Story of a true climate champion
Although women should be felicitated every day of the year, International Women’s Day (IWD) gives an extra opportunity for the world to reflect and at the same time take charge of the driving seat and steer the wheels to finding more ways towards gender equality.
This year the theme of International Women’s Day circles around the word challenge. As per IWD’s statement, a challenged world is an alert world — consequently, individuals can choose to call out these challenges which are in the form of gender biases, unfair acts towards women in both professional and domestic settings, different forms of inequalities present around them and so on. They can choose to call out and face these challenges for a better tomorrow. Hence, it can be asserted that from challenges comes change and this year IWD is asking the world to choose and change.
When discussing these challenges that need to be addressed, the world, especially developing countries like us must not forget to highlight one of the growing problems that is impacting millions of women and girls in both rural and urban settings of the country. A challenge that often goes unobserved and undiscussed is climate change. A changing climate affects everyone, everywhere; but, it is in fact the poorest, the most marginalized and those in vulnerable situations, (especially women and girls), who bear the impact of it environmentally, economically, and socially.
For example, women living in rural settings (including coastal-belts and hilly areas) shoulder key responsibilities that involve managing household water supply. They are accountable for the more time-consuming and labour-intensive tasks, such as walking long distances to carry heavy gallons of water for household use. This ultimately leaves less time for these women and girls to access training and education, develop skills or even earn an income. Which results in them having less knowledge to participate in any decision-making process. Lack of education and skill further makes them negligible and less involved in the distribution of natural goods. Consequently, due to these shortages added with the absence of leadership abilities women in these areas of the country are less able to confront climate change.
Combined with the fact that climate change has a greater impact on people who are heavily dependent on natural resources for their livelihoods, these women in the rural and/or hard-to-reach areas of our country also have the least capacity to respond to the increasingly severe natural disasters such as droughts, landslides, floods, and cyclones, particularly in the coastal belts of the country. The story of those living on the frontline of a harsher climate is simply not being accounted for or heard and this is another challenge that needs to change.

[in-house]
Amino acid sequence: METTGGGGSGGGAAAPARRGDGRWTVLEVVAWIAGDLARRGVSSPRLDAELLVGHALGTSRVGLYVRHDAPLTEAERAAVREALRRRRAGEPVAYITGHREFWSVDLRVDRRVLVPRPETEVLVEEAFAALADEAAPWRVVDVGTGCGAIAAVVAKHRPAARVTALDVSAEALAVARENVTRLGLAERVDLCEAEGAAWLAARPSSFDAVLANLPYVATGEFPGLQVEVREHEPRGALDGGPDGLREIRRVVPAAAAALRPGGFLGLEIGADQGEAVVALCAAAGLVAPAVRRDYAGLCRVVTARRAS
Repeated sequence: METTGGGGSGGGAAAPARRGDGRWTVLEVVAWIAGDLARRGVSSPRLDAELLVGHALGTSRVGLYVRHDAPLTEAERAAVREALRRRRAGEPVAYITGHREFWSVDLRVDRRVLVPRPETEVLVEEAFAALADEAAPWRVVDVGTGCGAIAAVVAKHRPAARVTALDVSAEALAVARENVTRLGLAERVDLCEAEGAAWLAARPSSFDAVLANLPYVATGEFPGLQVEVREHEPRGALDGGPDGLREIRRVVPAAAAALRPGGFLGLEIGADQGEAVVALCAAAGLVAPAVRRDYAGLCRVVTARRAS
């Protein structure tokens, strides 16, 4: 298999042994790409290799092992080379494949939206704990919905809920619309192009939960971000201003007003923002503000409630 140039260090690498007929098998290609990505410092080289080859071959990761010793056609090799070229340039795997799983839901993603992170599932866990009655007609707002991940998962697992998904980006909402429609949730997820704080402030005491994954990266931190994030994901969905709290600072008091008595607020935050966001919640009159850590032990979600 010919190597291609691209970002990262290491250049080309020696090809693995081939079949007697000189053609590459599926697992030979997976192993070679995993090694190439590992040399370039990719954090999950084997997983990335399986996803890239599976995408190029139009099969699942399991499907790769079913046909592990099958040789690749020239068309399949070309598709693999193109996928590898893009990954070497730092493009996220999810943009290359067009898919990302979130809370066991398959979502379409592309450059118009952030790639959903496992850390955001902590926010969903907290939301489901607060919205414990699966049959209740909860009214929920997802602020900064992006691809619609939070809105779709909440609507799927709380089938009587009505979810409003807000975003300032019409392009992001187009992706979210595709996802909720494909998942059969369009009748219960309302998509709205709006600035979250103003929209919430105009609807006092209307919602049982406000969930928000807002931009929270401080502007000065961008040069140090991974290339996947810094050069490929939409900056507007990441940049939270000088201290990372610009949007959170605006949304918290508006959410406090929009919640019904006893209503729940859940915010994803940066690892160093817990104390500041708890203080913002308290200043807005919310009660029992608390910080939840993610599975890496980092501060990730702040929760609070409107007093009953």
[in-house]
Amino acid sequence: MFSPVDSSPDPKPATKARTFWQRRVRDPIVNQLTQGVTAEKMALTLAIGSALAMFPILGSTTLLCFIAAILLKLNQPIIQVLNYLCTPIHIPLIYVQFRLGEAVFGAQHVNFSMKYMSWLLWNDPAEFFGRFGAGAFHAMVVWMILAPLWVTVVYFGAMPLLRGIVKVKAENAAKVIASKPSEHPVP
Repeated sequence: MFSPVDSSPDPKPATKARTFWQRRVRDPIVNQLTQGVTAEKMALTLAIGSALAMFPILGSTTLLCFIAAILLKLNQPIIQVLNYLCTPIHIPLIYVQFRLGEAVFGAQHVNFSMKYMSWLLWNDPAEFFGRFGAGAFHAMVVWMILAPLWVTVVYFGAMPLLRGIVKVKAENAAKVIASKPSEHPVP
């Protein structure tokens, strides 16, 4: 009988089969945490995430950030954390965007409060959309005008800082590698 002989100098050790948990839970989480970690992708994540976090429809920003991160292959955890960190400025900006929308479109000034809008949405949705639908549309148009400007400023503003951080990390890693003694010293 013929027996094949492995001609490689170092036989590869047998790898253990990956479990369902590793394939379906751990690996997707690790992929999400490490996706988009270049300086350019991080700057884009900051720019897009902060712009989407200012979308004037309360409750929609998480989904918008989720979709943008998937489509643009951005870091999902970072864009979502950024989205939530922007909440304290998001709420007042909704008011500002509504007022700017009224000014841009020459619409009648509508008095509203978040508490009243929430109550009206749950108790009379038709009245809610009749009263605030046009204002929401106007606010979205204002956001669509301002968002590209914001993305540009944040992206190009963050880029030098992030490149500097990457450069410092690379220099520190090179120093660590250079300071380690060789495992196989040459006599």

According to the United Nations, in spite of their vulnerability, women in general are viewed as survivors of climate change. Such is the story of Anita Das, 40, a homemaker in Trimohoni village of Dacope’s Koilashganj union in Khulna. Anita’s story is of a dynamic and successful woman who became a specialist and advocate of adaptation and mitigation through her fight with climate change impact.
Anita along with her husband and four children (two daughters and two sons) lives in one of Bangladesh’s remote areas that is prone to climate disasters. Being in a constant battle with climate change the village of Trimohoni suffers from increased water salinity and limited access to clean water sources. With a population size of 16,089, the area has only one lake which is heavily utilised by the community people. However, with only 2,899 toilets in total many people do not have access to decent toilets as out of this only 1,279 have hygiene facilities and therefore they often use the lake for defecation and urination. Moreover, due to climate disasters, the remaining toilets have become completely unusable.
Due to these issues, Anita and her family have suffered in terms of no access to good hygiene or decent toilets and at the same time consumption of extreme saline water had caused severe stomach diseases including diarrhoea and abdominal pains for the entire family. Anita’s younger son suffers from a physical impairment which made it even harder for him and the entire family in aiding him with proper WASH amenities. The women in the household faced greater health risk as managing their periods hygienically and with dignity became extremely difficult. Both Anita and her two daughters suffered from lack of privacy to clean their menstrual products and at the same time, the use of dirty water resulted in regular infections.